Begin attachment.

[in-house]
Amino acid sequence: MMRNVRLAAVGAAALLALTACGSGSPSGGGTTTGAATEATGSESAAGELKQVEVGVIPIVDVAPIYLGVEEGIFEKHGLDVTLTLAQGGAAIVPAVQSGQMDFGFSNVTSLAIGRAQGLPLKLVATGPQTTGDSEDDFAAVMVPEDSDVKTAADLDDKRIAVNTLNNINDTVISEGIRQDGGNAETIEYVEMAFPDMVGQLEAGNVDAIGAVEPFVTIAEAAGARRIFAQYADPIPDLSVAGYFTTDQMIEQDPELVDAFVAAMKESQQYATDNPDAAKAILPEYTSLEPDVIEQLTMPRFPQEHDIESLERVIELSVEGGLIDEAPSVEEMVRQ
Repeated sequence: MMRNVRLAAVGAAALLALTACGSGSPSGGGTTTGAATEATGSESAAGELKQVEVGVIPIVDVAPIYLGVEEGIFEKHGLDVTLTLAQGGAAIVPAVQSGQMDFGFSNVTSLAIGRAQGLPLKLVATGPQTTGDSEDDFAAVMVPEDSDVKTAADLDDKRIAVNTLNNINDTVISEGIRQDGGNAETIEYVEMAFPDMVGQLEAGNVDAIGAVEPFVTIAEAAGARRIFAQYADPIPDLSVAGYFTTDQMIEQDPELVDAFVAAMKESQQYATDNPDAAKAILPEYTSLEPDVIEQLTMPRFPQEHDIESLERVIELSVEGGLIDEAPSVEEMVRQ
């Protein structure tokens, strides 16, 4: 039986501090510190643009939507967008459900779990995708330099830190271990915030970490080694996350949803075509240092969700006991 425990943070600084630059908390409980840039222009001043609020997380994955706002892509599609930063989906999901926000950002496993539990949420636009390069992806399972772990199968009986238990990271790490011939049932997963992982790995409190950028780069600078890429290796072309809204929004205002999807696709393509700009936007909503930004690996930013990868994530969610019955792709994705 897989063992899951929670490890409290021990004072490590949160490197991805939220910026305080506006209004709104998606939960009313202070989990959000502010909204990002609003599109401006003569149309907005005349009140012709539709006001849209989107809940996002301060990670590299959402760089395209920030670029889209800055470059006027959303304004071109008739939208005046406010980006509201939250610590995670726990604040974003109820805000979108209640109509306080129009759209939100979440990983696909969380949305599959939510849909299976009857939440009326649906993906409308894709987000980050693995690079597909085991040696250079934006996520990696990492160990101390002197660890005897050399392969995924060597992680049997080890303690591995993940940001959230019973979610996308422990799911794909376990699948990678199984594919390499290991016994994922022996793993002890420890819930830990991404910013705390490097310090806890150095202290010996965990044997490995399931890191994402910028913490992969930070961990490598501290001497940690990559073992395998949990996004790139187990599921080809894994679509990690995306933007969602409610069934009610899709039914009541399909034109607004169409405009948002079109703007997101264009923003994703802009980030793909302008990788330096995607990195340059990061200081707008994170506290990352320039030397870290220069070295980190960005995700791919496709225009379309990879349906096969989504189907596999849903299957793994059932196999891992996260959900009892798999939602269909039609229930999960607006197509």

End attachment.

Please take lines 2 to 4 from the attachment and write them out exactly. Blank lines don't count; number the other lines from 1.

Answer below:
Amino acid sequence: MMRNVRLAAVGAAALLALTACGSGSPSGGGTTTGAATEATGSESAAGELKQVEVGVIPIVDVAPIYLGVEEGIFEKHGLDVTLTLAQGGAAIVPAVQSGQMDFGFSNVTSLAIGRAQGLPLKLVATGPQTTGDSEDDFAAVMVPEDSDVKTAADLDDKRIAVNTLNNINDTVISEGIRQDGGNAETIEYVEMAFPDMVGQLEAGNVDAIGAVEPFVTIAEAAGARRIFAQYADPIPDLSVAGYFTTDQMIEQDPELVDAFVAAMKESQQYATDNPDAAKAILPEYTSLEPDVIEQLTMPRFPQEHDIESLERVIELSVEGGLIDEAPSVEEMVRQ
Repeated sequence: MMRNVRLAAVGAAALLALTACGSGSPSGGGTTTGAATEATGSESAAGELKQVEVGVIPIVDVAPIYLGVEEGIFEKHGLDVTLTLAQGGAAIVPAVQSGQMDFGFSNVTSLAIGRAQGLPLKLVATGPQTTGDSEDDFAAVMVPEDSDVKTAADLDDKRIAVNTLNNINDTVISEGIRQDGGNAETIEYVEMAFPDMVGQLEAGNVDAIGAVEPFVTIAEAAGARRIFAQYADPIPDLSVAGYFTTDQMIEQDPELVDAFVAAMKESQQYATDNPDAAKAILPEYTSLEPDVIEQLTMPRFPQEHDIESLERVIELSVEGGLIDEAPSVEEMVRQ
């Protein structure tokens, strides 16, 4: 039986501090510190643009939507967008459900779990995708330099830190271990915030970490080694996350949803075509240092969700006991 425990943070600084630059908390409980840039222009001043609020997380994955706002892509599609930063989906999901926000950002496993539990949420636009390069992806399972772990199968009986238990990271790490011939049932997963992982790995409190950028780069600078890429290796072309809204929004205002999807696709393509700009936007909503930004690996930013990868994530969610019955792709994705 897989063992899951929670490890409290021990004072490590949160490197991805939220910026305080506006209004709104998606939960009313202070989990959000502010909204990002609003599109401006003569149309907005005349009140012709539709006001849209989107809940996002301060990670590299959402760089395209920030670029889209800055470059006027959303304004071109008739939208005046406010980006509201939250610590995670726990604040974003109820805000979108209640109509306080129009759209939100979440990983696909969380949305599959939510849909299976009857939440009326649906993906409308894709987000980050693995690079597909085991040696250079934006996520990696990492160990101390002197660890005897050399392969995924060597992680049997080890303690591995993940940001959230019973979610996308422990799911794909376990699948990678199984594919390499290991016994994922022996793993002890420890819930830990991404910013705390490097310090806890150095202290010996965990044997490995399931890191994402910028913490992969930070961990490598501290001497940690990559073992395998949990996004790139187990599921080809894994679509990690995306933007969602409610069934009610899709039914009541399909034109607004169409405009948002079109703007997101264009923003994703802009980030793909302008990788330096995607990195340059990061200081707008994170506290990352320039030397870290220069070295980190960005995700791919496709225009379309990879349906096969989504189907596999849903299957793994059932196999891992996260959900009892798999939602269909039609229930999960607006197509």